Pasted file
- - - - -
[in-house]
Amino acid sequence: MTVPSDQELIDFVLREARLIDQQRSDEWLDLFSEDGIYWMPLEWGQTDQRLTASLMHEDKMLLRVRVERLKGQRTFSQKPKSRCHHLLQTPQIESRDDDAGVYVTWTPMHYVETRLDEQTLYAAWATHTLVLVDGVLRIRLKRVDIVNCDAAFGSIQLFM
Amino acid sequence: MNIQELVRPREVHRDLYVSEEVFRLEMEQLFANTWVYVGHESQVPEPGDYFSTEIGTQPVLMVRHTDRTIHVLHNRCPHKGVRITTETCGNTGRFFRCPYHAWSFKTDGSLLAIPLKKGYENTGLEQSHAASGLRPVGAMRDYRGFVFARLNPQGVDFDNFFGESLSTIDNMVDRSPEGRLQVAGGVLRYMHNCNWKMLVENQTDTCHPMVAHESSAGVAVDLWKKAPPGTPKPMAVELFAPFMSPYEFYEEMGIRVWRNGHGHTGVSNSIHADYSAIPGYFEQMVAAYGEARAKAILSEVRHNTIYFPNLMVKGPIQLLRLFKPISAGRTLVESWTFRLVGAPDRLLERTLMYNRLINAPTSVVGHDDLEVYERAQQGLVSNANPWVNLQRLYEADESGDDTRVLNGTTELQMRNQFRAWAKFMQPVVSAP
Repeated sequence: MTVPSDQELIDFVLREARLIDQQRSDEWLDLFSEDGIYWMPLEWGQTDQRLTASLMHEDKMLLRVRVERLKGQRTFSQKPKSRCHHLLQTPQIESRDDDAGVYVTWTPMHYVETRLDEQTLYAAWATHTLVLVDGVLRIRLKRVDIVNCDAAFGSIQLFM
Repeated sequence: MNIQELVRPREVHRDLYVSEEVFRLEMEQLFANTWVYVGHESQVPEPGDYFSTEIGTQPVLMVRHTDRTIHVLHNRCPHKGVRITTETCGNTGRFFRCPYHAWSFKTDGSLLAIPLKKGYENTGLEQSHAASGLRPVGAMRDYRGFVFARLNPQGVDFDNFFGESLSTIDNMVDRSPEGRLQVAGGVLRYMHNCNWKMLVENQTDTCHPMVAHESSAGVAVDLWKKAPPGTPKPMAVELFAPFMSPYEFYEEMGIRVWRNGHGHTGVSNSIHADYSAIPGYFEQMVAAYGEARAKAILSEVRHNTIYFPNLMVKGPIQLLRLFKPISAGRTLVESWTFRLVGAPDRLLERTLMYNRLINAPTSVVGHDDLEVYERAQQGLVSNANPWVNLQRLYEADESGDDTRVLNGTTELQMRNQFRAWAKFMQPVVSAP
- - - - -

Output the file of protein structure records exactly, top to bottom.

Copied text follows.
[in-house]
Amino acid sequence: MTVPSDQELIDFVLREARLIDQQRSDEWLDLFSEDGIYWMPLEWGQTDQRLTASLMHEDKMLLRVRVERLKGQRTFSQKPKSRCHHLLQTPQIESRDDDAGVYVTWTPMHYVETRLDEQTLYAAWATHTLVLVDGVLRIRLKRVDIVNCDAAFGSIQLFM
Amino acid sequence: MNIQELVRPREVHRDLYVSEEVFRLEMEQLFANTWVYVGHESQVPEPGDYFSTEIGTQPVLMVRHTDRTIHVLHNRCPHKGVRITTETCGNTGRFFRCPYHAWSFKTDGSLLAIPLKKGYENTGLEQSHAASGLRPVGAMRDYRGFVFARLNPQGVDFDNFFGESLSTIDNMVDRSPEGRLQVAGGVLRYMHNCNWKMLVENQTDTCHPMVAHESSAGVAVDLWKKAPPGTPKPMAVELFAPFMSPYEFYEEMGIRVWRNGHGHTGVSNSIHADYSAIPGYFEQMVAAYGEARAKAILSEVRHNTIYFPNLMVKGPIQLLRLFKPISAGRTLVESWTFRLVGAPDRLLERTLMYNRLINAPTSVVGHDDLEVYERAQQGLVSNANPWVNLQRLYEADESGDDTRVLNGTTELQMRNQFRAWAKFMQPVVSAP
Repeated sequence: MTVPSDQELIDFVLREARLIDQQRSDEWLDLFSEDGIYWMPLEWGQTDQRLTASLMHEDKMLLRVRVERLKGQRTFSQKPKSRCHHLLQTPQIESRDDDAGVYVTWTPMHYVETRLDEQTLYAAWATHTLVLVDGVLRIRLKRVDIVNCDAAFGSIQLFM
Repeated sequence: MNIQELVRPREVHRDLYVSEEVFRLEMEQLFANTWVYVGHESQVPEPGDYFSTEIGTQPVLMVRHTDRTIHVLHNRCPHKGVRITTETCGNTGRFFRCPYHAWSFKTDGSLLAIPLKKGYENTGLEQSHAASGLRPVGAMRDYRGFVFARLNPQGVDFDNFFGESLSTIDNMVDRSPEGRLQVAGGVLRYMHNCNWKMLVENQTDTCHPMVAHESSAGVAVDLWKKAPPGTPKPMAVELFAPFMSPYEFYEEMGIRVWRNGHGHTGVSNSIHADYSAIPGYFEQMVAAYGEARAKAILSEVRHNTIYFPNLMVKGPIQLLRLFKPISAGRTLVESWTFRLVGAPDRLLERTLMYNRLINAPTSVVGHDDLEVYERAQQGLVSNANPWVNLQRLYEADESGDDTRVLNGTTELQMRNQFRAWAKFMQPVVSAP